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How to deal with congestion and infrastructure gaps in Kampala

Eng. Andrew Kitaka, (2nd R ), the executive director for KCCA giving his remarks, while Helena McLeod (L), the team leader for Cities and Infrastructure for Growth (CIG) Uganda, Andrew Mwenda (2nd L), the CEO for The Independent Publications Limited and Simon Kasyate (R), the panel moderator look on. The panel discussed “Appropriate Models for Cities in Emerging Markets”.

Kampala, Uganda | Julius Businge | Timely completion of infrastructure projects is a key ingredient to economic growth. It should be prioritized. This was a shared view at the recently held ‘Innovation Series’, a thought leadership forum organized by Brainchild Burson Cohn & Wolfe (BCW) at the Golf Course Hotel in Kampala.

Experts at the forum urged the government and its partners to be more innovative to accelerate timely delivery of planned infrastructure and services to Ugandans in a bid to promote social and economic growth.

The Acting Executive Director for Kampala Capital City Authority (KCCA) Eng. Andrew Kitaka said that Innovation in the infrastructure sector is no longer a need but a strategic necessity because it is a key catalyst for growth and development as well as a driver for better and sustainable business performance that leads to industry leadership.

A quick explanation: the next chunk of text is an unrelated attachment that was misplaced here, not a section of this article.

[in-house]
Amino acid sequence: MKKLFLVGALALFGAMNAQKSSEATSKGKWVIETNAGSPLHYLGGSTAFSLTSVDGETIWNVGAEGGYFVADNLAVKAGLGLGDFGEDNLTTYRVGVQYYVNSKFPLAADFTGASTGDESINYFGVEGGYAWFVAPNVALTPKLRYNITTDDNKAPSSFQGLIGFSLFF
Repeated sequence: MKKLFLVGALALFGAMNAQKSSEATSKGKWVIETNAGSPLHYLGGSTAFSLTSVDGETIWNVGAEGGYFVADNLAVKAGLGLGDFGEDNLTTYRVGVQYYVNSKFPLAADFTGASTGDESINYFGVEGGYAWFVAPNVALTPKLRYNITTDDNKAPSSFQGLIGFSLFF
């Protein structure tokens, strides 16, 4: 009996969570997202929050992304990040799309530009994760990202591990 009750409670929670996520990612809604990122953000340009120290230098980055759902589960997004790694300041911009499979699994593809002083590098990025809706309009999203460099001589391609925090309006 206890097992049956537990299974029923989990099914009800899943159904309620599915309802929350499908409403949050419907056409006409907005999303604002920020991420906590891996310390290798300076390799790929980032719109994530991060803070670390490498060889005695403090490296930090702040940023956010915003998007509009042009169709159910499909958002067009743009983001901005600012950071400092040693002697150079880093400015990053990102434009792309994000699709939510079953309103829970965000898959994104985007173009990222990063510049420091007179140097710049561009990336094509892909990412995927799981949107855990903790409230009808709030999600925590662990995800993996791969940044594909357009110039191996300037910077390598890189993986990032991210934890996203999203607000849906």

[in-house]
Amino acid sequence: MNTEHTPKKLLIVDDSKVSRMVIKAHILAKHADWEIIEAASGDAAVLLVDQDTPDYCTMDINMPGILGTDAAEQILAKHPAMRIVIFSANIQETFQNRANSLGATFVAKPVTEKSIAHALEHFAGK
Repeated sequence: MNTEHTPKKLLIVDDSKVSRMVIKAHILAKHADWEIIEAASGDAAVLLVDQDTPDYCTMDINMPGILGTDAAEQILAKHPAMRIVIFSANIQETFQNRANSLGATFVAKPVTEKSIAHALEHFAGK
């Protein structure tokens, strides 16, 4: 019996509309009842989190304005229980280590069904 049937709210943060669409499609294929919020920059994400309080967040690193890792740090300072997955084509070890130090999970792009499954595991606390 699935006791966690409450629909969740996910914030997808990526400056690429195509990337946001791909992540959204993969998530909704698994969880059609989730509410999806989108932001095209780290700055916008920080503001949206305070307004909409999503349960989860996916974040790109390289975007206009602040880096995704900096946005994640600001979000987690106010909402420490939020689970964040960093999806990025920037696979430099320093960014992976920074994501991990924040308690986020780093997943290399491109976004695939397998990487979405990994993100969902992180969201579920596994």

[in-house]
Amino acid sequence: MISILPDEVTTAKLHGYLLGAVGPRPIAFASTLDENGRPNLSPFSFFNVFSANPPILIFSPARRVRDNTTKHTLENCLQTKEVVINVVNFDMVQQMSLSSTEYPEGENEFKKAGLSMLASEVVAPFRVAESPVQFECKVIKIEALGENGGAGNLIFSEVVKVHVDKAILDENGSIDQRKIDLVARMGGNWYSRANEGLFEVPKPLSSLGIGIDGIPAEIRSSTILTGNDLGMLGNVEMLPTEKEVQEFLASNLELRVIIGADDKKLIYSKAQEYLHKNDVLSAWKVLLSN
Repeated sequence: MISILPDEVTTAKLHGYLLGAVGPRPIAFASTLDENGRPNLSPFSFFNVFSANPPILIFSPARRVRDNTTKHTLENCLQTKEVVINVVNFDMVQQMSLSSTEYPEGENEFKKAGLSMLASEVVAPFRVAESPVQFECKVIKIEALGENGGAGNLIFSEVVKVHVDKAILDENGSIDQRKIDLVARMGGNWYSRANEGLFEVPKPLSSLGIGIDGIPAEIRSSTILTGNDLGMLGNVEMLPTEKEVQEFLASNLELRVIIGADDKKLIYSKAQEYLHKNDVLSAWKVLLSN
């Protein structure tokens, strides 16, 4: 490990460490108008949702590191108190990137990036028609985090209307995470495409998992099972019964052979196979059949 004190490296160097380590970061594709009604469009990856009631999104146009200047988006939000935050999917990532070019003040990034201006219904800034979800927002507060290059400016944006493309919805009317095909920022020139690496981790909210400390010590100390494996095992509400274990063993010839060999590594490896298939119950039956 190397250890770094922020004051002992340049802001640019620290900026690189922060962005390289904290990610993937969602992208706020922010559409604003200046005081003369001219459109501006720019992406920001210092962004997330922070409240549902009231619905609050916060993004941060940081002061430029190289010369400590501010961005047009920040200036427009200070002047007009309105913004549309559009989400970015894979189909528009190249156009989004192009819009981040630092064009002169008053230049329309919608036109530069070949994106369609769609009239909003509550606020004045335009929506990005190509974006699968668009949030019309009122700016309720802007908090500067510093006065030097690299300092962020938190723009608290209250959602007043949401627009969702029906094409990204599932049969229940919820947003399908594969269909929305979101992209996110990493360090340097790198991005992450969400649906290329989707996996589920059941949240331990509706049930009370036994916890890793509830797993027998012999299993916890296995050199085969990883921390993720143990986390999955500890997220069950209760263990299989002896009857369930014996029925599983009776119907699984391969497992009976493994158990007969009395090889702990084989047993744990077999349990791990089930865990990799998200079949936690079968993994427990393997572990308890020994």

Kitaka said that young people should develop applications that will help in solving the traffic challenges in Kampala and the country at large.

Andrew M. Mwenda, the founder and strategy and editorial director at The Independent Publications Limited, publishers of the weekly political and business magazine, proposed that KCCA should think of introducing a congestion charge to reduce traffic congestion.

Mwenda argued that the levy would provide funds that the city authority would use to invest in infrastructure that is badly needed by city-goers. He also suggested there should be construction of satellite cities outside Kampala in addition to building ferries for water transport, all aimed at reducing congestion in the city of Kampala.

According to a global study by auditing firm KPMG, modern operational technologies in infrastructural development include; the use of; Artificial Intelligence, Internet of Things (IoT), Drones, Virtual Reality and Smart Sensors.

These technologies can be used to aid the feasibility, planning, implementation, piloting and monitoring of the construction works in the country.

Walter Wafula, the Business Unit Head-PR at Brainchild BCW, said the theme for the event ‘Fast-Tracking Infrastructure Project Completion through Innovation’ was based on its timeliness for the sector, given the significant level of investment the government of Uganda is making Citing the World Bank, Wafula said recurrent delays in infrastructure project completion and delivery costs both the government and citizens over Shs2.8 trillion in terms of GDP.

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